Bubbles in your blood can’t just “pop”. That can happen to a bubble in air but that’s a whole different thing. In air you have a thin layer of liquid surrounding air. When the structure of that layer breaks anywhere it rapidly breaks everywhere. Bubbles in your blood are mostly liquid (blood) with some small gaps in them. There’s no layer to burst and there’s no where for the air to go.

It’s important to remember that the heart doesn’t pump blood continuously. It does so in cycles. That is, it alternately increases and increases the pressure on the blood. Valves make sure the pressure only goes in one direction.

The problem with air is that it compresses. Small air bubbles are fine and will eventually get reabsorbed into the blood. But if a bubble is big enough it will absorb the entire pressure cycle as compression. So the blood in the vessel beyond that bubble stops moving.

Whatever that blood vessel was feeding will stop functioning and eventually die. If that happens to the heart we call it a heart attack. If it happens to the brain we call it a stroke. If it happens somewhere else the tissue damage may not be so catastrophic.

Anonymous 0 Comments

Bubbles in your blood can’t just “pop”. That can happen to a bubble in air but that’s a whole different thing. In air you have a thin layer of liquid surrounding air. When the structure of that layer breaks anywhere it rapidly breaks everywhere. Bubbles in your blood are mostly liquid (blood) with some small gaps in them. There’s no layer to burst and there’s no where for the air to go.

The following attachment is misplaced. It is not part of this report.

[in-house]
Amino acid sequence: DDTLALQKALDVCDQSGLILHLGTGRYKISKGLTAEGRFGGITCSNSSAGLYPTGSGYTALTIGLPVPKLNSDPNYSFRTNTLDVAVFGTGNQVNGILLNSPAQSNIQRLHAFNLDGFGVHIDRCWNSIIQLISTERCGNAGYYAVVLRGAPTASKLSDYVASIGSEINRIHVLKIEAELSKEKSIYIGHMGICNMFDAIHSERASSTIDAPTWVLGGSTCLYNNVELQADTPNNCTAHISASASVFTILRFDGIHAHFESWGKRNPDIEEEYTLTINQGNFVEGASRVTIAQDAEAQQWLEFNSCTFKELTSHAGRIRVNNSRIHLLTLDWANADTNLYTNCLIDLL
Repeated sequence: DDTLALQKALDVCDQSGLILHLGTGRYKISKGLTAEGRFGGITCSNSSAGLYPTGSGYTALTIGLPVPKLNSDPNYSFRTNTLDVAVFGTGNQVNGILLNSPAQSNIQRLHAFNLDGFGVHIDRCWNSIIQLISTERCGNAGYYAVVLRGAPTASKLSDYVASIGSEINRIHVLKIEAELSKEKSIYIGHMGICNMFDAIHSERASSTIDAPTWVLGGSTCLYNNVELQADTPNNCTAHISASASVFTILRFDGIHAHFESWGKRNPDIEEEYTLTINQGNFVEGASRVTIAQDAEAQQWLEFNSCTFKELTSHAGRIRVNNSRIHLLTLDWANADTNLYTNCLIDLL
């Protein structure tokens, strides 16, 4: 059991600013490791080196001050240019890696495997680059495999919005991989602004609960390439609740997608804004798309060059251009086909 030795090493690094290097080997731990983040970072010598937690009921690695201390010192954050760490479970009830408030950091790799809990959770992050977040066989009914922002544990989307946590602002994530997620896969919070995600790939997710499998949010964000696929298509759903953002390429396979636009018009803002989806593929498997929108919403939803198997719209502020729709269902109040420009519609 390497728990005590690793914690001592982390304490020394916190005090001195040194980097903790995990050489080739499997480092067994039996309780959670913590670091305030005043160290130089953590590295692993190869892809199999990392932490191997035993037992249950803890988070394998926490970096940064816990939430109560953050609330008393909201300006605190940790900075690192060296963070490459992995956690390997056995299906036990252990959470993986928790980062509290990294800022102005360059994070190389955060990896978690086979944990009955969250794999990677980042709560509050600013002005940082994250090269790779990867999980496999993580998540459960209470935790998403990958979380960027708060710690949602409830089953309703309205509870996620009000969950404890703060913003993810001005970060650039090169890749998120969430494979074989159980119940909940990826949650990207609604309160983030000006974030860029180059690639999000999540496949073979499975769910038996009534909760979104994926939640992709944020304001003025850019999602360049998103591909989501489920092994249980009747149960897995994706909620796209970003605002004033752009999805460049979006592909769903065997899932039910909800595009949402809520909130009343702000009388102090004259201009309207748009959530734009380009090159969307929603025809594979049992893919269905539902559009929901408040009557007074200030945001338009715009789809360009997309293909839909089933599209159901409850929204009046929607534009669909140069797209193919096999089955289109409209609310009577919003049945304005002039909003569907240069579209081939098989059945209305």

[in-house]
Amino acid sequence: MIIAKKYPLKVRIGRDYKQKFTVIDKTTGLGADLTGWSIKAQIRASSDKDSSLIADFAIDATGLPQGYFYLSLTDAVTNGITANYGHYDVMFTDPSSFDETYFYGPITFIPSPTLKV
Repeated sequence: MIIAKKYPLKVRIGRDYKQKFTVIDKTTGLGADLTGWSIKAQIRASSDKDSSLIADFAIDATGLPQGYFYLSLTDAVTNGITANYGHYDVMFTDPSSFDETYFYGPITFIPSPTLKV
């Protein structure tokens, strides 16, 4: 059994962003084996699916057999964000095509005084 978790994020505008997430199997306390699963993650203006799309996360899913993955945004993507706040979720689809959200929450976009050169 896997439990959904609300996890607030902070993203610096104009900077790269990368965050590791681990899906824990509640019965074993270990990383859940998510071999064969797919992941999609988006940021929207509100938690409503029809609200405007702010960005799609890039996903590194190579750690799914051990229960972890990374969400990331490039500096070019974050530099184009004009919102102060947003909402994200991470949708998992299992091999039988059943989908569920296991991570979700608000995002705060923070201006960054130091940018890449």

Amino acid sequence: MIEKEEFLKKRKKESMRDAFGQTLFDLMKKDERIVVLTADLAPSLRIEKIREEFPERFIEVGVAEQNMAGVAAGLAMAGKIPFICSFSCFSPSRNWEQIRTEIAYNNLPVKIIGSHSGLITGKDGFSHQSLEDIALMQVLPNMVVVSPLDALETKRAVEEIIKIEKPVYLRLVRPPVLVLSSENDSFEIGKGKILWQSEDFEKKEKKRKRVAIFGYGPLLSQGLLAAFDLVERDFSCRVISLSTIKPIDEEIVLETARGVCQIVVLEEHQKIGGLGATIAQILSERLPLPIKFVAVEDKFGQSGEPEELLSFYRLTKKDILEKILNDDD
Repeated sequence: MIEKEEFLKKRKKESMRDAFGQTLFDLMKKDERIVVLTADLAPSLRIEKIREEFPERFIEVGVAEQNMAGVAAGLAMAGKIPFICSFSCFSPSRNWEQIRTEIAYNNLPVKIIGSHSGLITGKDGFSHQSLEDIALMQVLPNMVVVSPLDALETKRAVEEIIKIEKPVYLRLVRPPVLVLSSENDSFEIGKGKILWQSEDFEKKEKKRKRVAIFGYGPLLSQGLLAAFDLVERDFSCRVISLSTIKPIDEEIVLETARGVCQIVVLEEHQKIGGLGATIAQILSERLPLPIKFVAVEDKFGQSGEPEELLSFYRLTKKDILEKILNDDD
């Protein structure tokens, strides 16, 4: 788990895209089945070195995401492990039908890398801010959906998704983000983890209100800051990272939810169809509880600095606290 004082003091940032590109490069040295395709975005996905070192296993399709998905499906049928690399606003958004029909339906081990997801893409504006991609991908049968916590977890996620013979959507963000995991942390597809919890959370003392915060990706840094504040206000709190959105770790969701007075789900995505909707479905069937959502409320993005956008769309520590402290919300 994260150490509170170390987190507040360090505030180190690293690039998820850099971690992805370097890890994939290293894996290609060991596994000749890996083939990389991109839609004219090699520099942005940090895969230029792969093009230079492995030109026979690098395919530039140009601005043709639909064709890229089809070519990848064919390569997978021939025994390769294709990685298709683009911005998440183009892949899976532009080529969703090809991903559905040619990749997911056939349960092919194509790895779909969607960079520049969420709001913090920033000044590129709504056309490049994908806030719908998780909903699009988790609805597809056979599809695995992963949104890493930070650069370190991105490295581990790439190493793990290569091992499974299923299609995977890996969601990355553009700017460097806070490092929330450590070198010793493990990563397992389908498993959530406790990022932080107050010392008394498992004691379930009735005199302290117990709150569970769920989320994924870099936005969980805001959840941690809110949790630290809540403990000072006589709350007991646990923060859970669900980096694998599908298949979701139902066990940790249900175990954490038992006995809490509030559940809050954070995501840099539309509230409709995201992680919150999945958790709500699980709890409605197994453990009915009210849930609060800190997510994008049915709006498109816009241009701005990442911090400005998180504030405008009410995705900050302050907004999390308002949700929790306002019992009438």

It’s important to remember that the heart doesn’t pump blood continuously. It does so in cycles. That is, it alternately increases and increases the pressure on the blood. Valves make sure the pressure only goes in one direction.

The problem with air is that it compresses. Small air bubbles are fine and will eventually get reabsorbed into the blood. But if a bubble is big enough it will absorb the entire pressure cycle as compression. So the blood in the vessel beyond that bubble stops moving.

Whatever that blood vessel was feeding will stop functioning and eventually die. If that happens to the heart we call it a heart attack. If it happens to the brain we call it a stroke. If it happens somewhere else the tissue damage may not be so catastrophic.

Anonymous 0 Comments

Perfusionist here! Rule number one of my job is NO BUBBLES. The true ELI5 here is that your brain has small vessels, bubbles can get stuck in these vessels, blocking blood. No blood to the brain = bad. Your heart also has some small vessels. No blood to the heart = bad.

Some more important detail, but not ELI5, “air” is mostly nitrogen which does not dissolve into blood as easily as CO2 or O2. Looking at solubility coefficients, nitrogen dissolves about half as well as oxygen, and CO2 about 20x better than oxygen. Bubble size also greatly impacts dissolution times since surface area and volume are not linearly related. In water, it takes 1-6 seconds for a 10 micrometer diameter bubble to dissolve. At 100 micrometers that time jumps to 100-600 seconds. The time increases even more considering a lodged bubble is more of an oblong shape than a perfect sphere. This is very patient dependent, but <15 micron diameter bubbles typically make their way through microvasculature without much issue. The boundary between gray and white matter in your brain is perfused with a lot of vessels in the 20-50 micron range, which is unfortunately right in that range of long dissolution times.